On the Water: Sava Began to Whine

    With the first shark tournament of the season coming up this weekend, held from the Star Island Yacht Club in Montauk, a tale told by a visiting surfer and all-around waterman gets to the heart of the gut-level feelings stirred by the natural, and unnatural, hunting instincts of the big ocean predators. 
    “Sava began to whine,” Billy Hamilton said of his 10-year-old yellow Lab. The dog was in her familiar spot, standing near the nose of Hamilton’s surfboard waiting for the next set of waves.
    Hamilton lives on the north shore of Kauai, and he and Sava were enjoying a go-out at Hanalei Bay in 2003. The surfing and surfboard-shaping legend and his best friend had it wired. “I watch her now as much as I watch the wave,” he said during a fishing trip aboard the Mishell II charter boat on Friday.
    “She leans,” he said, getting down on all fours on Mishell’s deck to show how Sava has learned how to anticipate his cutback, a signature drop-knee turn recognized by surfers around the world.
    But this day, the surfing dog kept whining. “I paddled in. Later that day, I met a girl at the post office who drew me a picture of the dorsal fin with a ragged trailing edge. Very distinctive. The shark had showed up a few minutes after I went in. The girl said it kept blocking her way back to shore. I said this shark is dangerous.” Whatever sense or combination of senses made Sava whine a warning, Hamilton said he now heeds it without question.  “Whenever she whines, I go in.”
    A week earlier, a large tiger shark had taken Bethany Hamilton’s arm near her shoulder. The young woman was surfing at a spot near Hanalei Bay on Oct. 13, 2003. She was just 13.
    Billy Hamilton explained that tiger sharks return to their natal waters to breed around the islands in October. Earlier in the year, they are farther north feeding on seabirds, then move to the south munching on monk seal pups, and finally around breeding time come close to the islands and target sea turtles. He said that occasionally, transient tigers drop by and exhibit strange behavior, which was the case with this one.
    It haunted surfing spots, even wriggling over the reef like a lizard to get to deep water closer to land. Billy Hamilton said he was the last person to visit Bethany Hamilton (no relation) before she left the hospital. “I met her father there. Tom Hamilton looked at me, angry, and said, ‘If you could catch that shark. . .’ ”
    “Laird called me and said, ‘Dad, you’ve got to get that shark,’ ” he said, referring to Laird Hamilton, his stepson and a legendary big wave surfer. Eventually he and a friend did so by making a bait out of a whole gray nurse shark with two very large hooks embedded, the shark tethered by a chain to a float buoy. The fact that the bait was left to fish in the middle of Hanalei Bay did not make everyone comfortable.
    After the fish was caught and dispatched with the help of a 44-magnum bang stick, Hamilton towed it offshore and cut it open looking for Bethany’s watch or perhaps bone. Nothing was found, but it had been three weeks since the attack. The jaws were cut out and brought to the beach so they could be matched up to the serrated half-moon-shaped bite that had been taken out of Bethany’s surfboard along with her arm.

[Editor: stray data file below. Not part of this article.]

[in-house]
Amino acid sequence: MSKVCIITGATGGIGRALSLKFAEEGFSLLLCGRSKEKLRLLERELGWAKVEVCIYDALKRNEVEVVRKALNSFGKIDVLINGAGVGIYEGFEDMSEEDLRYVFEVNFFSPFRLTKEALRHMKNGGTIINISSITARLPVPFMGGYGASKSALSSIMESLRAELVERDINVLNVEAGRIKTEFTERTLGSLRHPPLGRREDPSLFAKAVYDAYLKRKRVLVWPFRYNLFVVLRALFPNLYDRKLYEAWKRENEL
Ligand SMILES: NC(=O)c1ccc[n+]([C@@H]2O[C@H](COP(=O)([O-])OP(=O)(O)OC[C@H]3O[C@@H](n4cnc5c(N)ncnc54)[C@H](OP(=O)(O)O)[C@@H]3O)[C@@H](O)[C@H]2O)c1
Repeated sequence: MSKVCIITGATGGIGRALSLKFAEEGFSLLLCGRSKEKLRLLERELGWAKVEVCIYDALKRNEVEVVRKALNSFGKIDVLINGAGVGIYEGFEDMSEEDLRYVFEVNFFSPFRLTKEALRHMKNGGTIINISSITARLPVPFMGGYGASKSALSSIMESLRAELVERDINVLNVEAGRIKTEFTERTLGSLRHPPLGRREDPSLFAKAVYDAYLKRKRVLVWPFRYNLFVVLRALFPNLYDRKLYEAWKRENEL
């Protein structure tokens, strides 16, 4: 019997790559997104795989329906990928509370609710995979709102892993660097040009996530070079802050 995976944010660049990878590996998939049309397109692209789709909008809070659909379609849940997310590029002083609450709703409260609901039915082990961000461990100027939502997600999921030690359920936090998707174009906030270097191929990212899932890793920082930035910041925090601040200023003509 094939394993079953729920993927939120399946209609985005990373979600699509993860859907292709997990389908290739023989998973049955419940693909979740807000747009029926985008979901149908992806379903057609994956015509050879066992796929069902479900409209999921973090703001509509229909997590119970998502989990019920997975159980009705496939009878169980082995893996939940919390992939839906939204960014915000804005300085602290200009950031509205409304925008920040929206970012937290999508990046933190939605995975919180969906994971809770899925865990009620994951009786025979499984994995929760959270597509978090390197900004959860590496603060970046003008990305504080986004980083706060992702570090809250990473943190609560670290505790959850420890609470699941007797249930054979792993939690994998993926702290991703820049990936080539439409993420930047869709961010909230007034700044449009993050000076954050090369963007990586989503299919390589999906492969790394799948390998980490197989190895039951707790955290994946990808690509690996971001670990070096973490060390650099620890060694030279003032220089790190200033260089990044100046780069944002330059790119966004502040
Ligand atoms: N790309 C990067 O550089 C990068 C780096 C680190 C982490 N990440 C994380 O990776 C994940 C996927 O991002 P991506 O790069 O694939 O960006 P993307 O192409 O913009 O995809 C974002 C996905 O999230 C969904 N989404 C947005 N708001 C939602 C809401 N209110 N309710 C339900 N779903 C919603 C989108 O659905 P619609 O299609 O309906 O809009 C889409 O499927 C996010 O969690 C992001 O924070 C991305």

“Bethany watched as we fit the jaws to the bite in the board, a very brave girl.” The teeth matched the bite marks exactly, including a spot on the board that bore no marks exactly where the young surfer’s arm had been.
    Surfers were generally happy about what Billy Hamilton had done. “The surfing family liked it. Some of the Hawaiians who think of sharks as their amakua, their reincarnated ancestors, did not.” And, it took the intercession of a friend to prevent him from getting beat up, he said. “Another Hawaiian man wanted the tiger’s skin to make a drum head,” Hamilton added. He said the man died mysteriously while in the shower the next day.
    Hamilton said he had rounded up troublesome sharks before, but only ones whose behavior had become dangerous.
    Meanwhile, Bethany Hamilton continues to surf, and surf well with one arm. “Soul Surfer,” a movie about her heroic story, was released earlier this spring.
    Billy Hamilton caught two keeper fluke and a keeper striped bass during Friday’s outing. He will be around for the next few weeks taking orders for custom shaped boards. They can be ordered via HamiltonSurfboards@hotmail.com, or by calling Hamilton directly at 808-639-3493.
    The captains meeting for the Star Island Yacht Club tournament will take place this evening at the Yacht Club. Fishing will take place tomorrow and Saturday.
    In other fishing news, larger striped bass are moving from west to east as proved by John Bruno, who used eels to catch 40.68-pound and 38-pound striped bass over the weekend. The bigger fish now lies in second place behind Bill Gardiner’s 42.26-pounder. A 39.56-pound striper caught by Wes O’Donnell was in third place as of Monday in the Montauk SurfMasters’ spring fling surfcasting tournament.
    Paul Apostolides of Paulie’s Tackle shop in Montauk also reported bluefish blitzing right under the Montauk Lighthouse, and striped bass in the low-teen keeper size (over 28 inches) along the beach on Napeague and at Ditch Plain, Montauk, in the morning.